The first photos have been released of the renovated cafeteria at 4 Times Square, originally designed by Frank Gehry for Condé Nast, and the redesign appears to have thoroughly modernized the space. The 260-seat cafeteria, the Los Angeles-based architect's first project in New York City, was intended to be an exclusive gathering place for Condé Nast employees. Completed in 2000, Gehry’s curves are prominently displayed throughout the room, from the 12-foot-tall, 4-foot-wide billowing glass partitions hung from the ceiling to the twisting grey titanium columns at the edge of the cafeteria. Even the seating reflected the overall design ethos, as rows of orange leather seating undulated alongside the partitions and handrails. With Condé Nast’s exit from the Durst Organization-owned 4 Times Square in 2015, questions swirled over the ultimate fate of the cafeteria. Now, the Durst Organization has announced that the cafeteria will be the centerpiece of a 45,600-square-foot amenity floor accessible to all of the building’s tenants. The entire floor’s renovation was handled by local firm STUDIOS Architecture, and the end result is a total transformation of Gehry’s cafeteria that still keeps the fundamental curves in place. The titanium paneling on the walls and ceiling have been painted white, the floors and accents have been replaced with American white oak planks, and the chrome pendant lights have been stripped out. The bright seating has been reupholstered in hues of beige, and the yellow-topped tables have been replaced with white alternatives. The end result is more IAC Building than Disney Concert Hall, and STUDIOS has definitely succeeded in bringing more light into the space. The redesign marks the launch of the Durst Organization’s Well& amenity brand across all of their properties, with this floor at 4 Times Square as their first location. Accessible from the cafeteria is the new “Garden Room,” a circular bar area that features a 106-foot-long, floor-to-ceiling wraparound green wall designed by Blondie’s Treehouse. The southern side of the floor has been leased to Convene, a flexible meeting and workspace management company. The meeting and event spaces on the Convene side can hold up to 480 people, and the look, handled by their in-house design team, skews towards darker wood paneling and tile flooring. The $35 million renovation of the amenity floor is just one part of Durst’s recent $135 million modernization effort at 4 Times Square, which includes new entrances, elevator cabs, and a full lobby and reception renewal.
Posts tagged with "Conde Nast":
Speaking of One World Trade, Condé Nast’s highly publicized move-in did not go entirely as planned. According to Gawker, Vogue, which is occupying floors 25 and 26, had to delay the relocation of its editorial department due to an infestation of rats. The rodent problem was evidently so dire that the fashion magazine’s editor-in-chief, a one Anna Wintour, went so far as to issue an order to her staff that they must ensure her office is a rat-free zone before she sets foot inside. There was no indication of what measure might be taken should one of those little cheese-loving rascals appear among her papers when she does arrive. One only hopes that Ms. Wintour is an understanding boss who would offer her team some slack, especially where pest control is concerned, considering that it is not in the normal scope of an editorial job. Gawker also reported that Vogue’s sales and marketing staff did make the move on schedule. Eavesdrop is not sure what this might say about these types of jobs and their relative rat-comfort levels.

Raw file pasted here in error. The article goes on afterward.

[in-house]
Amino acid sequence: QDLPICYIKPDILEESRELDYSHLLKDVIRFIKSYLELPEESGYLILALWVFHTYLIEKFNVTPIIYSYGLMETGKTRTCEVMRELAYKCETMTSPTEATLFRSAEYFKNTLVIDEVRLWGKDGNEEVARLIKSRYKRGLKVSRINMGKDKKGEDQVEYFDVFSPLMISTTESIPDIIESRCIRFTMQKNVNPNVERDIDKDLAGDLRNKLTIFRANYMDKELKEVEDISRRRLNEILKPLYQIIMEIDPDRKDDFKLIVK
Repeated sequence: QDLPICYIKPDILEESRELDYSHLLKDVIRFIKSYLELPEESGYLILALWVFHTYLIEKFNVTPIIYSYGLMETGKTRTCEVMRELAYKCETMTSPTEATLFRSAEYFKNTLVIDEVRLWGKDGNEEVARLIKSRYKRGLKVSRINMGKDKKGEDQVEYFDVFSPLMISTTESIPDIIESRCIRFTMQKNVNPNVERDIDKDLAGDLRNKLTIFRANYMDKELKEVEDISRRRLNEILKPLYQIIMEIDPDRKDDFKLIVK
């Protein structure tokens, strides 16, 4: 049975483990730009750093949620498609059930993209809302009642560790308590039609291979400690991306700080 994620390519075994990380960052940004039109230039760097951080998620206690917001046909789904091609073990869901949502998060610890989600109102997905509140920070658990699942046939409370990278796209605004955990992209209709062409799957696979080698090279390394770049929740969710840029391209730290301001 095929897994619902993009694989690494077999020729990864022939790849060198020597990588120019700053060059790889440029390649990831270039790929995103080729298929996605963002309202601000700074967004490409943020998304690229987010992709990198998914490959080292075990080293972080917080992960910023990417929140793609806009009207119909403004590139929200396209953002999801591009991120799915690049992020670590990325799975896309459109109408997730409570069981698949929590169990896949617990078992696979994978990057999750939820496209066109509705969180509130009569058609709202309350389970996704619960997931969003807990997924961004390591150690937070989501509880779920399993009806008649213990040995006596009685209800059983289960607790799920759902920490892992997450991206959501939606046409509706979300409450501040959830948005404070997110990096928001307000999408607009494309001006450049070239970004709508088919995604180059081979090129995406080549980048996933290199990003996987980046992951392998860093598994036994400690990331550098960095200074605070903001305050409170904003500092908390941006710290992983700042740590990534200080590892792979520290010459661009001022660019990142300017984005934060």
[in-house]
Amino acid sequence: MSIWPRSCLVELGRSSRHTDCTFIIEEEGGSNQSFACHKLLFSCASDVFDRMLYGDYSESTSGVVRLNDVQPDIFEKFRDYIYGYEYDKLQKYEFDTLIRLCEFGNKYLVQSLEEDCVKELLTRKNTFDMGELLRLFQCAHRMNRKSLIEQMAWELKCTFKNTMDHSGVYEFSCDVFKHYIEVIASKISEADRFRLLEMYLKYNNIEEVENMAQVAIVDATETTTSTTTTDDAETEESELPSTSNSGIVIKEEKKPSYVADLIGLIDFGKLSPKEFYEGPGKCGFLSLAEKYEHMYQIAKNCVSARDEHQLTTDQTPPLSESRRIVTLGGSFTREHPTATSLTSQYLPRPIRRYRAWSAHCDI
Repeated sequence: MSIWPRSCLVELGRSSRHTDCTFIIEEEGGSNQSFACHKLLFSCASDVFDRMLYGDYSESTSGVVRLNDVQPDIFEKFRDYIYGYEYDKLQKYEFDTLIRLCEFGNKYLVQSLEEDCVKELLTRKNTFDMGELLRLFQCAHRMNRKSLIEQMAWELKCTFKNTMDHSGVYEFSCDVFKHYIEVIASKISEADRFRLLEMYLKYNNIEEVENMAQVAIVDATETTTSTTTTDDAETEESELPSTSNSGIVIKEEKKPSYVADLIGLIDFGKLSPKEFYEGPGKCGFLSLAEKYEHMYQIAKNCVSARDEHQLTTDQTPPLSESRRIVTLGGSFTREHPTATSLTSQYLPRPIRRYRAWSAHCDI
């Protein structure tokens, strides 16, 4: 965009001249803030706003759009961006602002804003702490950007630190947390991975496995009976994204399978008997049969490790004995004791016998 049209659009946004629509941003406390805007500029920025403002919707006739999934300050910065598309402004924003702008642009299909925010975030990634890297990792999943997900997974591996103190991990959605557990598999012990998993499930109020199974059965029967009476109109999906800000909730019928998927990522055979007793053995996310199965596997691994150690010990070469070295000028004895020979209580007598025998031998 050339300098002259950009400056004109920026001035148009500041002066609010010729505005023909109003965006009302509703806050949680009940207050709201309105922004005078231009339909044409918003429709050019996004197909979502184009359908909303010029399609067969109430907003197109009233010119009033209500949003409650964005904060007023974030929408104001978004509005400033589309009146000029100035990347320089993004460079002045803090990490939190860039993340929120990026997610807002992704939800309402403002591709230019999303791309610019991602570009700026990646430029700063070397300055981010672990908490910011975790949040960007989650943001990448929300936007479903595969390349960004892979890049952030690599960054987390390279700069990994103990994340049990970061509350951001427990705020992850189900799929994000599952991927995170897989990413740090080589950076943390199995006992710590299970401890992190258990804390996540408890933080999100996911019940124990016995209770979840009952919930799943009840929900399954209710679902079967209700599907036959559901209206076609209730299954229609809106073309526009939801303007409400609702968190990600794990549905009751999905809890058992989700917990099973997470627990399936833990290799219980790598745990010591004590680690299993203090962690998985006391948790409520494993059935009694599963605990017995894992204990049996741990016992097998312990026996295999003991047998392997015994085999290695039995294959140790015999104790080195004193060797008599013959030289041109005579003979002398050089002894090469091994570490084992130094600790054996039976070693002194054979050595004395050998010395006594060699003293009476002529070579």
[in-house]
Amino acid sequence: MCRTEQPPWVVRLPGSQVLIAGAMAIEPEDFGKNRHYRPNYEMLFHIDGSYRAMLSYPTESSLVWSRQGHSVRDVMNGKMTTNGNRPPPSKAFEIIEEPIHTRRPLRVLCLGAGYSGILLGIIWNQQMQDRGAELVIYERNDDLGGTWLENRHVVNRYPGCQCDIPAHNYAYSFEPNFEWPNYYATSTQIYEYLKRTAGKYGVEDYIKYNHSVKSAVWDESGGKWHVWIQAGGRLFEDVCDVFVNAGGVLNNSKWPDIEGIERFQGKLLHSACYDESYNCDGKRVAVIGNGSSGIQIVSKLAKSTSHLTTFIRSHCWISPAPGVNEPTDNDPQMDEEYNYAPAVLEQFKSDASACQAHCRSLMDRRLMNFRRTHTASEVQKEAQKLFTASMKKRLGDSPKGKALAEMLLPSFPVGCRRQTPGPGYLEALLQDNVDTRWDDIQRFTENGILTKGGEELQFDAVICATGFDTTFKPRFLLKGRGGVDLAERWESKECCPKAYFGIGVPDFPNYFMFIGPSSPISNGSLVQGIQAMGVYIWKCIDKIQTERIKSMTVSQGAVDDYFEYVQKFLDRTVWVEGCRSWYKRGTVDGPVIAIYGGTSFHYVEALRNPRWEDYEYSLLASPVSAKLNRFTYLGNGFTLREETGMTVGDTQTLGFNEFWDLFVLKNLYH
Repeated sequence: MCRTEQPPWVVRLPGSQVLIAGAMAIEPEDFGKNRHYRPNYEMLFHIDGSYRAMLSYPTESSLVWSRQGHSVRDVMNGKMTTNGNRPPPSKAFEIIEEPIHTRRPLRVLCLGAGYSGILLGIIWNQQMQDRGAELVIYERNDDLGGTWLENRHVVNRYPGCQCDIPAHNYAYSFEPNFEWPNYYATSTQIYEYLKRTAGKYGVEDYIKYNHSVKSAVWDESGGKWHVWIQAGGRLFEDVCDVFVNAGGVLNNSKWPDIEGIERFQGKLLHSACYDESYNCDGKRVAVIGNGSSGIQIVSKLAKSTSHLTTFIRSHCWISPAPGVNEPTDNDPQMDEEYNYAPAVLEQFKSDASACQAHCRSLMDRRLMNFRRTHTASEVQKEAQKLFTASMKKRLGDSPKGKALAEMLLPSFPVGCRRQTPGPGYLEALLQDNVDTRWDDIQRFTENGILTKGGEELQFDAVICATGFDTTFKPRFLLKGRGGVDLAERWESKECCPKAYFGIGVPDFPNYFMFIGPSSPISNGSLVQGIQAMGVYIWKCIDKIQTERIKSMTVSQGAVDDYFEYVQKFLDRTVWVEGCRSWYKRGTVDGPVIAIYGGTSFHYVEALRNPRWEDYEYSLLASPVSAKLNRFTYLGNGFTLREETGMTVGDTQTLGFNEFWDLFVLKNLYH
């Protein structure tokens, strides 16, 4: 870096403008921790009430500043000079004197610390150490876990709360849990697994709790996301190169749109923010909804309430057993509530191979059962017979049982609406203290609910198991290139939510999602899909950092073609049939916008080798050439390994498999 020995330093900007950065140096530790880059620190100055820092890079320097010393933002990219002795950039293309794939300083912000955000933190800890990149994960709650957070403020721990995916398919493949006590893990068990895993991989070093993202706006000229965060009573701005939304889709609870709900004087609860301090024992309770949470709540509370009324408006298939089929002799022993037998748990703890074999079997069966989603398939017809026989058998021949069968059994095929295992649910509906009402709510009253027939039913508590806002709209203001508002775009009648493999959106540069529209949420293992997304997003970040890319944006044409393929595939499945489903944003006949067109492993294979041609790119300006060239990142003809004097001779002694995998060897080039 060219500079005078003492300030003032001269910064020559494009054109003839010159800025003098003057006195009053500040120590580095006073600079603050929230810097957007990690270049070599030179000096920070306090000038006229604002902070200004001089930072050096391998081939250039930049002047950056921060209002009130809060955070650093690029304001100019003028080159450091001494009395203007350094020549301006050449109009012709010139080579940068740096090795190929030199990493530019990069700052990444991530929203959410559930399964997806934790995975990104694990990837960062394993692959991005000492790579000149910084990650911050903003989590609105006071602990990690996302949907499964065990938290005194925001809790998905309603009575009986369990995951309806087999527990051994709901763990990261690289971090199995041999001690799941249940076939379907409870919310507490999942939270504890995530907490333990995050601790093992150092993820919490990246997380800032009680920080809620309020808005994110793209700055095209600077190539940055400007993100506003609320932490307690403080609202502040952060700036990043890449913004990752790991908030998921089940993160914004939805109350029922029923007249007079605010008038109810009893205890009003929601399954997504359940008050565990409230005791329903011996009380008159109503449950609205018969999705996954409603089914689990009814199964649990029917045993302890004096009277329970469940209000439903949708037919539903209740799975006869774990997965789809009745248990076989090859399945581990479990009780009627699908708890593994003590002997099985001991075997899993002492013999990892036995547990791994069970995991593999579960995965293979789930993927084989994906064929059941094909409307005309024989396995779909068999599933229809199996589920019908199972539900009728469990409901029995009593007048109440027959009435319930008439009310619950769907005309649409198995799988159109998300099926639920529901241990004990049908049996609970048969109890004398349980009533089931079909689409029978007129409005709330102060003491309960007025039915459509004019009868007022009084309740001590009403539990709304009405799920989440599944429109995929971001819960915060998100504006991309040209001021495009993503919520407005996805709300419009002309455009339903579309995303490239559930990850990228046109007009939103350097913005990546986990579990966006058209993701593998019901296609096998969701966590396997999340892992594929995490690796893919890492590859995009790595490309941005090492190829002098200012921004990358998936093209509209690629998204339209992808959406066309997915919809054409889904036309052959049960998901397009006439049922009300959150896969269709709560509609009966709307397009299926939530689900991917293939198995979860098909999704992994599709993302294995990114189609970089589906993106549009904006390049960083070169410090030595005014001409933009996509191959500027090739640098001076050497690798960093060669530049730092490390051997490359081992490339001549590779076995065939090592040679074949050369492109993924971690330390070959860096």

After fits and starts the General Services Administration finally signed on the dotted line to lease 270,000 square feet at One World Trade, pushing the tower over the symbolic 50 percent leased mark. “The fat lady sang,” Senator Charles Schumer told the New York Post. The GSA joins Condé Nast and Chinese real estate giant Vantone after a protracted negotiation that was stalled by Beltway bickering.
Big Deals. It's a week of very big deals in NYC as The New York Times reported that Condé Nast signed on the dotted line to move in to One World Trade, and The Wall Street Journal broke the story that The Palace is under contract to be sold to Northwood Investors for $400 million. While across town at The Plaza, the drama continues to unfold with news that landlord Miki Nafti is stepping down and the Oak Room is closing. Grad Towns. With commencements commencing, many would rather forget that college grads are having a pretty hard time finding work. But a recent search for the ten best college towns from Kiplinger made job opportunities in the college towns part of the criteria. NYC came in first, despite the "sky high rents," Charlotte and Baltimore followed with their relatively low cost and robust growth. Open Call. The AIA has announced that My Architect Barbie needs a house. Through the contest to "design a house that meets her guidelines" architects may find the client surprisingly demanding, "With more than 125 careers, I need a spacious office," says the eight- inch wonder. A big back yard needs to accommodate all her pets, including the giraffe.
Margaret Russell, the editor-in-chief and vice president for brand content at Elle Decor, has been named editor-in-chief of Condé Nast's Architectural Digest. She will succeed Paige Rense who has edited Digest for nearly 40 years. Russell has made Elle Decor a credible rival for Digest, and is respected for her taste and discerning eye. Digest remained virtually unchanged for much of Rense's long tenure there, so many expect Russell will update the magazine's image as well as bring new architects and designers into its pages. The magazine's offices will relocate from Los Angeles to New York. Russell will take over in September.